Opinion: Truth can be lost in darkness and this institution does an admirable job of shining a light on one of the darkest periods in human history

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Opinion: Truth can be lost in darkness and this institution does an admirable job of shining a light on one of the darkest periods in human history

Darren Richman, grandson of late Holocaust survivor Zigi Shipper at The Wiener Holocaust Library on it's 90th anniversary

Wiener Library
Wiener Library

When my late grandfather, Zigi Shipper, was convalescing in a children’s home in Germany after the war, he was surprised to receive a letter with a British postmark.

The correspondence was from a woman who had found his name on a Red Cross list and believed she was his mother, something he could confirm if he checked for a burn mark on his left wrist.

This simple communication, black words on a white background, invited Zigi to live in England and, ultimately, changed countless lives. I couldn’t help thinking of those words on a recent visit to the Holocaust Letters exhibition at the Wiener Holocaust Library with Zigi’s daughter (or, as I prefer to think of her, “mum”), my wife and my own daughter.

The late Holocaust survivor Zigi Shipper with his grandson Darren Richman at his home in Bushey, Hertfordshire.

It would not be hyperbolic to suggest three of the four of us would not exist were it not for that particular piece of post and it seems somehow apposite that Zigi devoted his working life to running a stationery shop in the heart of London’s West End.

The Library, the world’s oldest institution devoted to the study of the Holocaust, was founded in 1933 as an information bureau that informed Jewish communities and governments worldwide about the persecution of the Jews. These days it boasts one of the most extensive archives on the Holocaust, the Nazi era and genocide.

It hosts a collection of over a million items including published and unpublished works, press cuttings, photographs and eyewitness testimony. Truth can be lost in darkness and this institution does an admirable job of shining a light on one of the darkest periods in human history.

‘My First Impressions of America’, a school essay written by Ruth Wiener, 16 April 1945. Wiener Holocaust Library Collections

The exhibition exploded the myth that Jews were somehow unaware of the scale of what was happening during those years. Letter after letter hummed with urgency as Jews attempted to warn their loved ones of the true spectre stalking Europe. Postcards and letters, the most everyday items imaginable, seem gargantuan in dimension when preserved for almost a century and meaning life or death to those on either end of the communication.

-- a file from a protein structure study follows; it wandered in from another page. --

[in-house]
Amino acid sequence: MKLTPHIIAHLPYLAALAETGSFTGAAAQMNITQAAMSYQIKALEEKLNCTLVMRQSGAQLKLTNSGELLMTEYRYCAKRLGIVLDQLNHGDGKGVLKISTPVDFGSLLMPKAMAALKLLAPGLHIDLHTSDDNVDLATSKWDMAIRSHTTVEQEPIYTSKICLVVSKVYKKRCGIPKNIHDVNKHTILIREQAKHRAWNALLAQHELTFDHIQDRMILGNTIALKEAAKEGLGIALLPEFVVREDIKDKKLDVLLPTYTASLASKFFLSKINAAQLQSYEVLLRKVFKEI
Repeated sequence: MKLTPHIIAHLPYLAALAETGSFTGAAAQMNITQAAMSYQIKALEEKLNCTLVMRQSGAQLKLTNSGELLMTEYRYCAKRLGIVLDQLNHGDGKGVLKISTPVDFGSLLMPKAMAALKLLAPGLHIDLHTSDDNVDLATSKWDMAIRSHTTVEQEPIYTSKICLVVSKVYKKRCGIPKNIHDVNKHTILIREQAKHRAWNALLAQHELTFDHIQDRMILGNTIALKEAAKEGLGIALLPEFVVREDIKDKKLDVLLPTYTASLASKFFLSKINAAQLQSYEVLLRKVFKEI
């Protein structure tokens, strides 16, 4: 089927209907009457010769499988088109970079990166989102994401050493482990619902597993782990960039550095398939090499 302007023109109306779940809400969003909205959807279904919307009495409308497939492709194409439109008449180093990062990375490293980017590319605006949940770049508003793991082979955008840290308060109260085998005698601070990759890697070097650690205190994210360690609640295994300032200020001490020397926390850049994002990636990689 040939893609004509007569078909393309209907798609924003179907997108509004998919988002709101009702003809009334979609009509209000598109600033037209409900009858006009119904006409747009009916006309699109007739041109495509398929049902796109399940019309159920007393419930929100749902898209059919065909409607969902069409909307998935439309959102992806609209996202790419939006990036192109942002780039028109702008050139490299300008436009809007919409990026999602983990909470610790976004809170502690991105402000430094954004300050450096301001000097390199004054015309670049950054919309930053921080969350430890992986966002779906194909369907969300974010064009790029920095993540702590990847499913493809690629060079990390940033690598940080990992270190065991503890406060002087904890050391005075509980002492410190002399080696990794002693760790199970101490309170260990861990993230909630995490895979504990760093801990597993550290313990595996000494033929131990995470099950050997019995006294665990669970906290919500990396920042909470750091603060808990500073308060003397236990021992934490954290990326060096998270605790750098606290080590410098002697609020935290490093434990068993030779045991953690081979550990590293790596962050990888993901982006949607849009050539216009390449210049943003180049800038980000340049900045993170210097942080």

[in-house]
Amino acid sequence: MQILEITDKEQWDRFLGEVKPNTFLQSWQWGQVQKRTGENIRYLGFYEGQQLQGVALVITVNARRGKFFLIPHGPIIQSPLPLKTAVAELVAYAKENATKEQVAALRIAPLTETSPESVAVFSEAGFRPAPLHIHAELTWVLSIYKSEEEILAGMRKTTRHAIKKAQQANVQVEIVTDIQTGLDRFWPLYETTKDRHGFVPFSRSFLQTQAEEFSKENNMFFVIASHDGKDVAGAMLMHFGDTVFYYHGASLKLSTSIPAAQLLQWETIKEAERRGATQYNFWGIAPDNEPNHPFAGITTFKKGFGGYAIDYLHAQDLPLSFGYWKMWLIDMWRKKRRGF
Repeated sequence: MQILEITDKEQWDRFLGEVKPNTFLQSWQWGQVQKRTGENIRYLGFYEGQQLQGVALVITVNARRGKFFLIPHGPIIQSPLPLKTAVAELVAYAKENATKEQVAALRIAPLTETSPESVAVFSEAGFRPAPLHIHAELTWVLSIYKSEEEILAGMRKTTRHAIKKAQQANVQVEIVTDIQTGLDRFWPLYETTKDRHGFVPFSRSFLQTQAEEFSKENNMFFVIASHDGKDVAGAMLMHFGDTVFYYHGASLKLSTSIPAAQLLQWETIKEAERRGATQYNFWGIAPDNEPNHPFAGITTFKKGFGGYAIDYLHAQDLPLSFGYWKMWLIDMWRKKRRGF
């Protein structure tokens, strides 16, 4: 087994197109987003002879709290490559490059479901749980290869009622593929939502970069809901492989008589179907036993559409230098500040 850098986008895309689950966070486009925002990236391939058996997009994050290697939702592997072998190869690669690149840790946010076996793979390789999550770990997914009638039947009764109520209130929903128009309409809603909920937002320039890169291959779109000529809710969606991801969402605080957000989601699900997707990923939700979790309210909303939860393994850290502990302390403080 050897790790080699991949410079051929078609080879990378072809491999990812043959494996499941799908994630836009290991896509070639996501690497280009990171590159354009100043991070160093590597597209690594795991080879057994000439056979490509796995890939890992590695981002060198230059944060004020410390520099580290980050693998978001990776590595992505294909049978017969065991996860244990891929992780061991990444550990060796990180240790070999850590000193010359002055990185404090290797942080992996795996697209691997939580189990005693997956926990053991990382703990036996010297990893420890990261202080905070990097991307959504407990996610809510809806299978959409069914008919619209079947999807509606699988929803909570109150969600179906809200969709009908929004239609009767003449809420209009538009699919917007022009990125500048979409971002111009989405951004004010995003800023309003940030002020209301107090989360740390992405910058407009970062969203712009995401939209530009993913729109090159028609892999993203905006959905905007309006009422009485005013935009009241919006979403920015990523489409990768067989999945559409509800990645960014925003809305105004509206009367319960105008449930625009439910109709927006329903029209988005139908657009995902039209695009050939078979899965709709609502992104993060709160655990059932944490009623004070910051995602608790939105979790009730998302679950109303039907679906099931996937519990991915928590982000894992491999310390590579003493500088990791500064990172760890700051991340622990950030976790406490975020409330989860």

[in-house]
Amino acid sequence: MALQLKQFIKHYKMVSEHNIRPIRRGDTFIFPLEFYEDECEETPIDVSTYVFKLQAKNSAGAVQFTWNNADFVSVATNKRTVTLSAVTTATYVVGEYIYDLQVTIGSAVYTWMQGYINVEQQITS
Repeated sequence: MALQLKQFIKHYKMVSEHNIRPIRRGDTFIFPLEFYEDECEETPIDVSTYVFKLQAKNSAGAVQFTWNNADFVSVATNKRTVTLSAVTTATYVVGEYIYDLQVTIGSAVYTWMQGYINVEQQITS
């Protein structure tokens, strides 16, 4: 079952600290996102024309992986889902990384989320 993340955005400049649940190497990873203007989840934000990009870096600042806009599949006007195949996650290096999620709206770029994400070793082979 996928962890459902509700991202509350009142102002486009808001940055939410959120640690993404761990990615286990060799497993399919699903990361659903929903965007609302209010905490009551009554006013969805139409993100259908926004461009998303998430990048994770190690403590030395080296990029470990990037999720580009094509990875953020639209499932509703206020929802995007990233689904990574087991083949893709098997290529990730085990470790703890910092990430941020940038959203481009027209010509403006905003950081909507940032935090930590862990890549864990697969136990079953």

Zigi received word from his mother after the war having not seen her since early childhood but, as he insisted was the case with so many of the things in his life, he was lucky. Letters sent during the years of Nazi persecution had to be euphemistic, couched in vague language to avoid censorship.

One plea written by a Dr Hedwig Leibetseder to her family from within the confines of a Lichtenburg Concentration Camp, contains more power in just a few words than many novels do in hundreds of pages: “I love you, kiss and hug you. Stay brave and healthy. Emigrate. And write.”

Fourteen words since Dr Leibetseder knew better than anyone she could not afford to be verbose. Another of her letters, written in September 1938, reads: “I am prepared to tolerate hunger and despair and everything imaginable if only I could be together with the people whom I personally love and value.”

This packet of tomato seeds also contained a hidden publication by the exiled German communist writer Gustav Regler, which denounced the Nazis’ attacks on intellectuals. C. 1939. Wiener Library

The message concludes with a list of items the doctor wants her family to pack but is cut short by an incision in the paper where the camp authorities have excised something clearly not to their liking.

Occasionally, it is clear throughout the collection, even coded language was not enough to escape the watchful eye of the oppressor. Dr Leibetseder lived well into her 80s while Zigi died earlier this year, on his 93rd birthday.

The letters housed in the Wiener Holocaust Library tell a story of resistance and defiance in the most hopeless of circumstances but also the individual decisions that can have repercussions felt through the decades; a tale of those who lived and those who did not.

Six million is an impossible number to compute and anything that helps us understand these victims were living, breathing people with hopes and dreams has value beyond words.

  • Darren Richman is a writer and journalist

To mark the 90th anniversary of the founding of the Library’s predecessor organisation in Amsterdam, the Library is staging two exciting new exhibitions, The Wiener Library at 90: Highlights From the Archives and The Wiener Family Story. Click here for more information. 

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